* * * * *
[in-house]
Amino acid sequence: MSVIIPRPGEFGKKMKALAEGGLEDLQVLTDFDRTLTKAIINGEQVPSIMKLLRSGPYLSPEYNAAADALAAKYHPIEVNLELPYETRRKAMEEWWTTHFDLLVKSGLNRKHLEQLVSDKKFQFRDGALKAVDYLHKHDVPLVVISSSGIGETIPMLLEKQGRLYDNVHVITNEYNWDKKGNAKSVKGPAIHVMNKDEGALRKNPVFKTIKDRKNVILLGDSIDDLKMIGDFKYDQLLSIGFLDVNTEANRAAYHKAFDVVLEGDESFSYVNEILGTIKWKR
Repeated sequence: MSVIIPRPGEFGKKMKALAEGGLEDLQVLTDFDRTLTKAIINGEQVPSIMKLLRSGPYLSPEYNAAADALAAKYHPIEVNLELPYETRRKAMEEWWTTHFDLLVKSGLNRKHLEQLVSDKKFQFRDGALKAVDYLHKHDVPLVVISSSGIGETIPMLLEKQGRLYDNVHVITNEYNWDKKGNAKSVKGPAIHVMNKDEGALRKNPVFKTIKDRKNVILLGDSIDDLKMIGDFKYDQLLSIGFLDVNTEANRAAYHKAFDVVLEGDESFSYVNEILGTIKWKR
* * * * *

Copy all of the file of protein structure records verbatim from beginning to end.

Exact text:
[in-house]
Amino acid sequence: MSVIIPRPGEFGKKMKALAEGGLEDLQVLTDFDRTLTKAIINGEQVPSIMKLLRSGPYLSPEYNAAADALAAKYHPIEVNLELPYETRRKAMEEWWTTHFDLLVKSGLNRKHLEQLVSDKKFQFRDGALKAVDYLHKHDVPLVVISSSGIGETIPMLLEKQGRLYDNVHVITNEYNWDKKGNAKSVKGPAIHVMNKDEGALRKNPVFKTIKDRKNVILLGDSIDDLKMIGDFKYDQLLSIGFLDVNTEANRAAYHKAFDVVLEGDESFSYVNEILGTIKWKR
Repeated sequence: MSVIIPRPGEFGKKMKALAEGGLEDLQVLTDFDRTLTKAIINGEQVPSIMKLLRSGPYLSPEYNAAADALAAKYHPIEVNLELPYETRRKAMEEWWTTHFDLLVKSGLNRKHLEQLVSDKKFQFRDGALKAVDYLHKHDVPLVVISSSGIGETIPMLLEKQGRLYDNVHVITNEYNWDKKGNAKSVKGPAIHVMNKDEGALRKNPVFKTIKDRKNVILLGDSIDDLKMIGDFKYDQLLSIGFLDVNTEANRAAYHKAFDVVLEGDESFSYVNEILGTIKWKR